Today companies are subjected to more-and-more data, and it won't stop any time soon. But there are obvious opportunities for reducing data, particularly data duplicated among companies.
Reducing Data Duplication
"The enormous multiplication of books in every branch of knowledge is one of the greatest evils of this age; since it presents one of the most serious obstacles to the acquisition of correct information, by throwing in the reader's way piles of lumber in which he must painfully grope for the scraps of useful lumber, peradventure interspersed." -Edgar Allan Poe
Edgar Allan Poe died in 1849. His quote’s reference to “piles of lumber” was foretelling for the time, but minuscule by today’s standard. Today there are near-infinite piles of lumber for readers to extract “correct” information and it’s not just in books. Today’s corporate business systems are inundated in lumber too.
As computer technology advances, today’s data multiplies, and companies pedal faster to manage the ever-expanding data. Though their efforts are herculean, data is growing faster than businesses can keep up. This data overabundance complicates data management and impedes business productivity.
So, what can companies do? Excluding Big Data*, and it is a big exclusion, efforts are currently underway to improve data management, and eliminating data duplication is in the mix. Though some efforts have eliminated much duplication within companies, cross-company duplication is not-fully-addressed low-hanging fruit.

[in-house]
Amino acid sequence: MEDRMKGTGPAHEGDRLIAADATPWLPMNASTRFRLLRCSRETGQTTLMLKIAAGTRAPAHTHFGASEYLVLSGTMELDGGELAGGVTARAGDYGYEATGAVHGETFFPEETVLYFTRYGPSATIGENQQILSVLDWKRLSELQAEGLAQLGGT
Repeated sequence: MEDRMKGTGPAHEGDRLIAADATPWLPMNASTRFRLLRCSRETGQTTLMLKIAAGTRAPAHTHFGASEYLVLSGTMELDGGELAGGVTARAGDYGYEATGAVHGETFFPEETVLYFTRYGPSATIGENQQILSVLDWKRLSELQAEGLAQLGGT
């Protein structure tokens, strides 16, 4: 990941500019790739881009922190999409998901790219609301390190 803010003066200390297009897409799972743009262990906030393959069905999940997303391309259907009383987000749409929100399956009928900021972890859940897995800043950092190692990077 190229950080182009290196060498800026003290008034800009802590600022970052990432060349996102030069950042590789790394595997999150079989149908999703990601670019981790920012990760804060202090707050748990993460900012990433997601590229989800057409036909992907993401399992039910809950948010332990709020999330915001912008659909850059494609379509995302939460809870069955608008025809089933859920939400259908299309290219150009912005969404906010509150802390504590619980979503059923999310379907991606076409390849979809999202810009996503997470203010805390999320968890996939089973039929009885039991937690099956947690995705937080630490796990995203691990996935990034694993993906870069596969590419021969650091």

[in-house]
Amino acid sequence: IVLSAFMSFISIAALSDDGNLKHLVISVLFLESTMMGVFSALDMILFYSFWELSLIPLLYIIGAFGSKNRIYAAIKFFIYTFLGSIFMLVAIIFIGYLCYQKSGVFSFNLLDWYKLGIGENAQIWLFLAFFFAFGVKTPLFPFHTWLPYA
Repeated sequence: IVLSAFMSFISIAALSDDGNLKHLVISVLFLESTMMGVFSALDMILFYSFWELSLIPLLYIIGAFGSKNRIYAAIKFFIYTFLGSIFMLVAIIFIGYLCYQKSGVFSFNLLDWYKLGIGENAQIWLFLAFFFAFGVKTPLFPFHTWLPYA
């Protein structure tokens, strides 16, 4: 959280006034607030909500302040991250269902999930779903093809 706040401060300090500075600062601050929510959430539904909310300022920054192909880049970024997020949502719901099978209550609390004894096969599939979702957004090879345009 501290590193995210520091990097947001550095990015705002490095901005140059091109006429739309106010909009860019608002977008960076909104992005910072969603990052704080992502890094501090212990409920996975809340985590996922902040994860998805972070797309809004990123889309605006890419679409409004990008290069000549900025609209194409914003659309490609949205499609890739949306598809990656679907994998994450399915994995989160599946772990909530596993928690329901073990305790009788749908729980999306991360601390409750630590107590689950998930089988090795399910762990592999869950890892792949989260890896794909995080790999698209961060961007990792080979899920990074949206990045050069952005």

*Big data is a broad term for data sets so large or complex that traditional data processing applications are inadequate. – Wikipedia”. For purposes of this article, Big Data includes image, video and audio forms of data. These forms can be addressed by Oracle, Google, Microsoft, Hadoop and other large data handling companies.
What Companies Have Done
Historically a company’s business applications were developed independently, and not integrated into a common, unified system. Data was captured, and processed, in each application and not shared with other applications. Sales, Purchases and General Ledger applications each had its data, with little-to-none sharing with the other applications. Data, common to multiple applications, was duplicated. This duplication has been addressed.
Today, the previous disparate applications are integrated. Enterprise Resource Planning (ERP) systems (for example: JD Edwards and SAP) accomplished the integration with back-end databases where centralized data is shared across applications. This ERP integration has eliminated first-tier duplication, and the errors the duplication caused.
But even with the integration ERP’s provide, companies continue to drown in data as more (data) is digitized. System complexity continues to grow and productivity slows. New approaches must be investigated. Creative, alternative data-handling solutions for reducing cross-company duplication must be one of those approaches.
Eliminating Cross-Company Duplication
“Vendors And Customers Are Two Sides Of The Same Coin.”
Simplistically, eliminating cross-company duplication is an extension of today’s ERP integration. It’s just that, instead of integrating data within a company, the integration must occur across companies. Such efforts would eliminate significant duplication.
Sharing “one set of data” between companies and eliminating duplicate, unnecessary data handling are two great starting points. Though both options have been pursued to some degree, progress has been delayed perhaps due to data-sharing security issues. Even so, moving forward is the only real option as much remains to be done.